# Sample size calculation: Introduction

In the *Sample size* menu, you can calculate the required sample size for some common problems, taking into account the magnitude of differences and the probability to make a correct or a false conclusion.

When you perform a statistical test, you will make a *correct decision* when you

- reject a false null hypothesis, or
- accept a true null hypothesis.

On the other hand you can make *two errors*:

- you can reject a true null hypothesis, or
- you can accept a false null hypothesis.

These four situations are represented in the following table.

Null hypothesis = TRUE | Null hypothesis = FALSE | |

Reject null hypothesis | Type I error α | Correct decision |

Accept null hypothesis | Correct decision | Type II error β |

For example, when you have rejected the null hypothesis in a statistical test (because P<0.05), and therefore conclude that a difference between samples exists, you can either:

- have done so correctly, and uncovered a difference where one exists;
- have rejected the null hypothesis when in fact it is true, and uncovered a difference where in fact none exits. In this case you make a Type I error. α is the (two-sided) probability of making a Type I error.

*Type I error = rejecting the null hypothesis when it is true*

You can avoid making a Type I error by selecting a lower significance level of the test, e.g. by rejecting the null hypothesis when P<0.01 instead of P<0.05.

On the other hand, when you accept the null hypothesis in a statistical test (because P>0.05), and conclude that there is no difference between samples, you can either:

- have correctly concluded that there is no difference;
- have accepted the null hypothesis when in fact it is false, and therefore you have failed to uncover a difference where such a difference really exists. In this case you make a Type II error. β is the probability of making a Type II error.

*Type II error = accepting the null hypothesis when it is false*

The power of a test is 1-β, this is the probability to uncover a difference when there really is one. For example when β is 0.10, then the power of the test is 0.90 or 90%.

*Power = probability to achieve statistical significance*

You can avoid making a Type II error, and increase the power of the test to uncover a difference when there really is one, mainly by increasing the *sample size*.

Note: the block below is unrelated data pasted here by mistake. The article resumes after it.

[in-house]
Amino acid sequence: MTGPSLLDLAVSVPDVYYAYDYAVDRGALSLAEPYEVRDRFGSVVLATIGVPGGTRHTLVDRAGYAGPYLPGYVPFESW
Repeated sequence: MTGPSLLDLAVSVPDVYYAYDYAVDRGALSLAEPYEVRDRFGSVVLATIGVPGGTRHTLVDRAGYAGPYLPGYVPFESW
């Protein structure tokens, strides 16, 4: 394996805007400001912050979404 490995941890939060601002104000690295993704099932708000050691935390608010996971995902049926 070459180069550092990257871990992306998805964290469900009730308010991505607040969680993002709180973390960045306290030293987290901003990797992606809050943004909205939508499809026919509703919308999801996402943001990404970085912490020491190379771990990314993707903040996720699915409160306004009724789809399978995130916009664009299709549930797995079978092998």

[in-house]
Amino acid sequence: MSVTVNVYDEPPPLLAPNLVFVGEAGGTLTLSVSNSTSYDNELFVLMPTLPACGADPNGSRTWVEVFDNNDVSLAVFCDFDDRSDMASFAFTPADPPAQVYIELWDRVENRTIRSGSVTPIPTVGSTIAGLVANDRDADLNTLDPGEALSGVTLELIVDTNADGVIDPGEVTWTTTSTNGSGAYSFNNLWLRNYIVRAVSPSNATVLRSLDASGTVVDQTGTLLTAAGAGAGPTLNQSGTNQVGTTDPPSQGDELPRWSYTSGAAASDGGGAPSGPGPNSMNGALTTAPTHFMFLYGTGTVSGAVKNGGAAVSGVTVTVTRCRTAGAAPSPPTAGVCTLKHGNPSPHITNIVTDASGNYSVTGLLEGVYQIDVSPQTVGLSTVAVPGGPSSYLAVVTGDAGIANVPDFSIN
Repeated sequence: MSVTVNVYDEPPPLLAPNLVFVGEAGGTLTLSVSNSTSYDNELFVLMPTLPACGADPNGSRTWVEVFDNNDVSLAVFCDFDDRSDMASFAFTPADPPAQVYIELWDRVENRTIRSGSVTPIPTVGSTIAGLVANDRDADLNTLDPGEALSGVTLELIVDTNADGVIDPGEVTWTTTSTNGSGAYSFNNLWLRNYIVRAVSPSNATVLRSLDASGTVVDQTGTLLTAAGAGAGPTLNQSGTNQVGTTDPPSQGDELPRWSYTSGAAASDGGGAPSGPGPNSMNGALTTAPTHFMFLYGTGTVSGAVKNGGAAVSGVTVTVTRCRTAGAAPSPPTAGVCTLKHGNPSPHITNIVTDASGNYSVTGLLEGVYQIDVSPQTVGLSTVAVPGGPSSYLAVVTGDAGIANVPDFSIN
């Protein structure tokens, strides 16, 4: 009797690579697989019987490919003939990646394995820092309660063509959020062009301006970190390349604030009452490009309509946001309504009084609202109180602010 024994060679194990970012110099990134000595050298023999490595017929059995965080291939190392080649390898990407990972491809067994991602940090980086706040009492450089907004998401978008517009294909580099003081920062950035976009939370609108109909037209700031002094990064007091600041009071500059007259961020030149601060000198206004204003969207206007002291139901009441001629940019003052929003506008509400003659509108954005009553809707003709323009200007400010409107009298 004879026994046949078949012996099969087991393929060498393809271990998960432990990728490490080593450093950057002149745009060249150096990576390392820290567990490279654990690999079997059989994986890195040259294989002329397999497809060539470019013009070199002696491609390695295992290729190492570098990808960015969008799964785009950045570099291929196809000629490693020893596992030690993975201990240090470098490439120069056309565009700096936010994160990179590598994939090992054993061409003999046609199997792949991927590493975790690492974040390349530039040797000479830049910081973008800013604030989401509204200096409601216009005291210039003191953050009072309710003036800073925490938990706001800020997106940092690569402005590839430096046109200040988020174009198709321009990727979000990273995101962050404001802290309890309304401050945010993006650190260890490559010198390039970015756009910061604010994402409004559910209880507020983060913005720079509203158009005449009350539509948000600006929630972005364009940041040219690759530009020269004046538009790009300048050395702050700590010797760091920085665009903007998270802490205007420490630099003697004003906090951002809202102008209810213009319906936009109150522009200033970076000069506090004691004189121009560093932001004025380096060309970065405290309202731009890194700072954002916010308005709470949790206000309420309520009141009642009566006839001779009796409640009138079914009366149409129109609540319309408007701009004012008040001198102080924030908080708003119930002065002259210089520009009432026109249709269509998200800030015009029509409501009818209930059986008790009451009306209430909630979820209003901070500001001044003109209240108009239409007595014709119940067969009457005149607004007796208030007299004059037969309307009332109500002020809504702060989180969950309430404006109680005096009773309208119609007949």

To calculate the required sample size, you must decide beforehand on:

- the required probability α of a Type I error, i.e. the required significance level (two-sided);
- the required probability β of a Type II error, i.e. the required power 1-β of the test;
- a quantification of the study objectives, i.e. decide what difference is biologically or clinically meaningful and worthwhile detecting (Neely et al., 2007).

In addition, you will sometimes need to have an idea about expected sample statistics such as e.g. the standard deviation. This can be known from previous studies.

## Literature

- Machin D, Campbell MJ, Tan SB, Tan SH (2009) Sample size tables for clinical studies. 3
^{rd}ed. Chichester: Wiley-Blackwell. - Neely JG, Karni RJ, Engel SH, Fraley PL, Nussenbaum B, Paniello RC (2007) Practical guides to understanding sample size and minimal clinically important difference (MCID). Otolaryngology - Head and Neck Surgery, 143:29-36.

## See also

## External links

## Recommended book

## Sample Size Tables for Clinical Studies

David Machin, Michael J. Campbell, Say-Beng Tan, Sze-Huey Tan

Buy from Amazon US - CA - UK - DE - FR - ES - IT

Sample Sizes for Clinical, Laboratory and Epidemiology Studies includes the sample size software (SSS) and formulae and numerical tables needed to design valid clinical studies. The text covers clinical as well as laboratory and epidemiology studies and contains the information needed to ensure a study will form a valid contribution to medical research.

The authors, noted experts in the field, explain step by step and explore the wide range of considerations necessary to assist investigational teams when deriving an appropriate sample size for their when planned study. The book contains sets of sample size tables with companion explanations and clear worked out examples based on real data. In addition, the text offers bibliography and references sections that are designed to be helpful with guidance on the principles discussed.